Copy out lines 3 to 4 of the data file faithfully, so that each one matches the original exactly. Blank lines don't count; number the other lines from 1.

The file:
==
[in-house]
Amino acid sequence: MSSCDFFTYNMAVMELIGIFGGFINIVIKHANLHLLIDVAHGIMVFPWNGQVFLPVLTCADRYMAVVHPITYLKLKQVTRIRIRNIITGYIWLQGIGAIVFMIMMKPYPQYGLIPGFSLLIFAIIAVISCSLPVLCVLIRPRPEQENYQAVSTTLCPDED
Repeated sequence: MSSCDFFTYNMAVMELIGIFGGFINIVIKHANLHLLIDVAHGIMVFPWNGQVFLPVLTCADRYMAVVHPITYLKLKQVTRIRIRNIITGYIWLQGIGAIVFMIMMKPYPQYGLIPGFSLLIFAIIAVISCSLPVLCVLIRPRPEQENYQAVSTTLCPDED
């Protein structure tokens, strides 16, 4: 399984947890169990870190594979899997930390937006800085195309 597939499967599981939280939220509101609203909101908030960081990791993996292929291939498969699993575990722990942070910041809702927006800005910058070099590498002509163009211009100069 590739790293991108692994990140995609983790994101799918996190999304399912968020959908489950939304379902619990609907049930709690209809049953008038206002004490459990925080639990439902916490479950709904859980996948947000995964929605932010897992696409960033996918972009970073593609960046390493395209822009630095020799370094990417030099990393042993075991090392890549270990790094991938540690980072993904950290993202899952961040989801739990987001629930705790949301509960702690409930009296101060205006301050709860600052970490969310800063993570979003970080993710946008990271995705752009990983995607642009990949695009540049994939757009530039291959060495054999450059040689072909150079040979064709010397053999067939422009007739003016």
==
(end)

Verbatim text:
Repeated sequence: MSSCDFFTYNMAVMELIGIFGGFINIVIKHANLHLLIDVAHGIMVFPWNGQVFLPVLTCADRYMAVVHPITYLKLKQVTRIRIRNIITGYIWLQGIGAIVFMIMMKPYPQYGLIPGFSLLIFAIIAVISCSLPVLCVLIRPRPEQENYQAVSTTLCPDED
């Protein structure tokens, strides 16, 4: 399984947890169990870190594979899997930390937006800085195309 597939499967599981939280939220509101609203909101908030960081990791993996292929291939498969699993575990722990942070910041809702927006800005910058070099590498002509163009211009100069 590739790293991108692994990140995609983790994101799918996190999304399912968020959908489950939304379902619990609907049930709690209809049953008038206002004490459990925080639990439902916490479950709904859980996948947000995964929605932010897992696409960033996918972009970073593609960046390493395209822009630095020799370094990417030099990393042993075991090392890549270990790094991938540690980072993904950290993202899952961040989801739990987001629930705790949301509960702690409930009296101060205006301050709860600052970490969310800063993570979003970080993710946008990271995705752009990983995607642009990949695009540049994939757009530039291959060495054999450059040689072909150079040979064709010397053999067939422009007739003016």